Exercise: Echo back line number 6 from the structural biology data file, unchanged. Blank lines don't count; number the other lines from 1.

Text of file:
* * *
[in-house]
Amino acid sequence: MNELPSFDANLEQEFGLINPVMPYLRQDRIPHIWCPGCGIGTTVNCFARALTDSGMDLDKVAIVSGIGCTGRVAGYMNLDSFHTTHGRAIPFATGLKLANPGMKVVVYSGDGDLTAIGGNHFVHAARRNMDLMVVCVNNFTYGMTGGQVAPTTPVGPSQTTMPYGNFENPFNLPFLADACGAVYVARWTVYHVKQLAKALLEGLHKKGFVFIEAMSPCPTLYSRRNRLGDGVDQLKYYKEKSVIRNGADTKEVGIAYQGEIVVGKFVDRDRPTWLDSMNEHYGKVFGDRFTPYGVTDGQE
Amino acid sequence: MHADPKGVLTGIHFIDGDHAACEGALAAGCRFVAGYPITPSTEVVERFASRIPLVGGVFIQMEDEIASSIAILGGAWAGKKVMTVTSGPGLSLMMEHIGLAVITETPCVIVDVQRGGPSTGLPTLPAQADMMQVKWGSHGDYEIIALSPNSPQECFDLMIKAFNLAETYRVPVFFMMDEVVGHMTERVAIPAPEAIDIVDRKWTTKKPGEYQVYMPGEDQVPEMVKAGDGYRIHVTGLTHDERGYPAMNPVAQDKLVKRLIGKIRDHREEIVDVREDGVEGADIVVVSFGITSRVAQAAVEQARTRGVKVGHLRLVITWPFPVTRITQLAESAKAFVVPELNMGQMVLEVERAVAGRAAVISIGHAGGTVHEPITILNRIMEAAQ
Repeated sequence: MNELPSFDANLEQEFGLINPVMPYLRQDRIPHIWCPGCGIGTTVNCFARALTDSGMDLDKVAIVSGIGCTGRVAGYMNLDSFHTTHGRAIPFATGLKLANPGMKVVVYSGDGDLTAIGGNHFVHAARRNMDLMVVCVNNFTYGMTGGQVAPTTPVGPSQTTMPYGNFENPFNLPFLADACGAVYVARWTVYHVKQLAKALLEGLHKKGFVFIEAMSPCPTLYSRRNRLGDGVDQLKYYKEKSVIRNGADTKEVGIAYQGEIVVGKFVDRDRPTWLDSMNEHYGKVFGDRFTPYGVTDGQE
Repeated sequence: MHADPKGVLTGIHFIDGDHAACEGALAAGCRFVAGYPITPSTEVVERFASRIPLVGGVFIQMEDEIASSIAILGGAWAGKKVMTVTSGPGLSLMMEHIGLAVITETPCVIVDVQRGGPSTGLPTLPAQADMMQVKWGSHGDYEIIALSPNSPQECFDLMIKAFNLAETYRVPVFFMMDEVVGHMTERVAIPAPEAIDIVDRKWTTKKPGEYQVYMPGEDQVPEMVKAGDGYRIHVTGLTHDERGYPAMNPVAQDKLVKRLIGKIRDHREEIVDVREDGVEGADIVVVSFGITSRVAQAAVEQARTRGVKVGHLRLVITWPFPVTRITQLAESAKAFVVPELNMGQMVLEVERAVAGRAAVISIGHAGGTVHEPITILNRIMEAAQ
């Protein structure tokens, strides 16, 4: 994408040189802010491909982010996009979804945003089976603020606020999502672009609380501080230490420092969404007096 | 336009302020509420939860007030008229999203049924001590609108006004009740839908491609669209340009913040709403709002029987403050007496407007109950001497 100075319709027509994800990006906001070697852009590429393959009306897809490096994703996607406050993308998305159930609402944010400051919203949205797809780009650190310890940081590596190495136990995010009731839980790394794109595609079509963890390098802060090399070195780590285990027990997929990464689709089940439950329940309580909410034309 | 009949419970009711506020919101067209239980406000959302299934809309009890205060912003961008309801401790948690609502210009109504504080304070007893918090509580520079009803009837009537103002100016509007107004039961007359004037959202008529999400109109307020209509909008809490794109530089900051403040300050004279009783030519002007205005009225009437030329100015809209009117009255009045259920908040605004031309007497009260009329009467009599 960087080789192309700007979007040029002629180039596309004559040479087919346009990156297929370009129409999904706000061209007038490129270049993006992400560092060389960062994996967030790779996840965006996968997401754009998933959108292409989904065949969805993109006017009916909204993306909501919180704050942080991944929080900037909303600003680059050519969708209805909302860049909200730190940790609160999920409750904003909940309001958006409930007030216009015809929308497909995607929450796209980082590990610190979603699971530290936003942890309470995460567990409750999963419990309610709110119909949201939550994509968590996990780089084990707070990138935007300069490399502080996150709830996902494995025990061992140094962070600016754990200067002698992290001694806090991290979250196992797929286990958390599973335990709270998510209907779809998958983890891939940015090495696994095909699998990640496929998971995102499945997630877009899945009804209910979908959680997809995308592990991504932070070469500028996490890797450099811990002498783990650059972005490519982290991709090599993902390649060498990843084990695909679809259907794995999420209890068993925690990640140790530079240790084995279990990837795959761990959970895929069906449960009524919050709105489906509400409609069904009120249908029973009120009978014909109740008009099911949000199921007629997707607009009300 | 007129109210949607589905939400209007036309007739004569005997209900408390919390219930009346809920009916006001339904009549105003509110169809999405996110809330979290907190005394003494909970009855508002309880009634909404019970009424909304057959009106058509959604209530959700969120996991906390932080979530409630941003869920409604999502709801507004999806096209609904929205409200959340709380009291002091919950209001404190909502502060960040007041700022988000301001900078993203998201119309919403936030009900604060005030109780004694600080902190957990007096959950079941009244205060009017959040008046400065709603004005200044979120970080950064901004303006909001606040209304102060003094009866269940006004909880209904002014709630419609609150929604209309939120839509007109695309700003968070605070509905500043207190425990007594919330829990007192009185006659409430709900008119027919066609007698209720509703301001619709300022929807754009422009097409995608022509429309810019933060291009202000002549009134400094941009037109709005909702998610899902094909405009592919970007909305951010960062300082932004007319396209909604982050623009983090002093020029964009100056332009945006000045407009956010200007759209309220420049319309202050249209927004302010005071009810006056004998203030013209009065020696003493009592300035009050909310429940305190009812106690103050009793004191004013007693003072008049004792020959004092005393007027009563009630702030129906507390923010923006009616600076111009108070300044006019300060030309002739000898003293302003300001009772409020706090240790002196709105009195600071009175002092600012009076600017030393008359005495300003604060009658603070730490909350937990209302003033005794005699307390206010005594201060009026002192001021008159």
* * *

């Protein structure tokens, strides 16, 4: 994408040189802010491909982010996009979804945003089976603020606020999502672009609380501080230490420092969404007096 | 336009302020509420939860007030008229999203049924001590609108006004009740839908491609669209340009913040709403709002029987403050007496407007109950001497 100075319709027509994800990006906001070697852009590429393959009306897809490096994703996607406050993308998305159930609402944010400051919203949205797809780009650190310890940081590596190495136990995010009731839980790394794109595609079509963890390098802060090399070195780590285990027990997929990464689709089940439950329940309580909410034309 | 009949419970009711506020919101067209239980406000959302299934809309009890205060912003961008309801401790948690609502210009109504504080304070007893918090509580520079009803009837009537103002100016509007107004039961007359004037959202008529999400109109307020209509909008809490794109530089900051403040300050004279009783030519002007205005009225009437030329100015809209009117009255009045259920908040605004031309007497009260009329009467009599 960087080789192309700007979007040029002629180039596309004559040479087919346009990156297929370009129409999904706000061209007038490129270049993006992400560092060389960062994996967030790779996840965006996968997401754009998933959108292409989904065949969805993109006017009916909204993306909501919180704050942080991944929080900037909303600003680059050519969708209805909302860049909200730190940790609160999920409750904003909940309001958006409930007030216009015809929308497909995607929450796209980082590990610190979603699971530290936003942890309470995460567990409750999963419990309610709110119909949201939550994509968590996990780089084990707070990138935007300069490399502080996150709830996902494995025990061992140094962070600016754990200067002698992290001694806090991290979250196992797929286990958390599973335990709270998510209907779809998958983890891939940015090495696994095909699998990640496929998971995102499945997630877009899945009804209910979908959680997809995308592990991504932070070469500028996490890797450099811990002498783990650059972005490519982290991709090599993902390649060498990843084990695909679809259907794995999420209890068993925690990640140790530079240790084995279990990837795959761990959970895929069906449960009524919050709105489906509400409609069904009120249908029973009120009978014909109740008009099911949000199921007629997707607009009300 | 007129109210949607589905939400209007036309007739004569005997209900408390919390219930009346809920009916006001339904009549105003509110169809999405996110809330979290907190005394003494909970009855508002309880009634909404019970009424909304057959009106058509959604209530959700969120996991906390932080979530409630941003869920409604999502709801507004999806096209609904929205409200959340709380009291002091919950209001404190909502502060960040007041700022988000301001900078993203998201119309919403936030009900604060005030109780004694600080902190957990007096959950079941009244205060009017959040008046400065709603004005200044979120970080950064901004303006909001606040209304102060003094009866269940006004909880209904002014709630419609609150929604209309939120839509007109695309700003968070605070509905500043207190425990007594919330829990007192009185006659409430709900008119027919066609007698209720509703301001619709300022929807754009422009097409995608022509429309810019933060291009202000002549009134400094941009037109709005909702998610899902094909405009592919970007909305951010960062300082932004007319396209909604982050623009983090002093020029964009100056332009945006000045407009956010200007759209309220420049319309202050249209927004302010005071009810006056004998203030013209009065020696003493009592300035009050909310429940305190009812106690103050009793004191004013007693003072008049004792020959004092005393007027009563009630702030129906507390923010923006009616600076111009108070300044006019300060030309002739000898003293302003300001009772409020706090240790002196709105009195600071009175002092600012009076600017030393008359005495300003604060009658603070730490909350937990209302003033005794005699307390206010005594201060009026002192001021008159």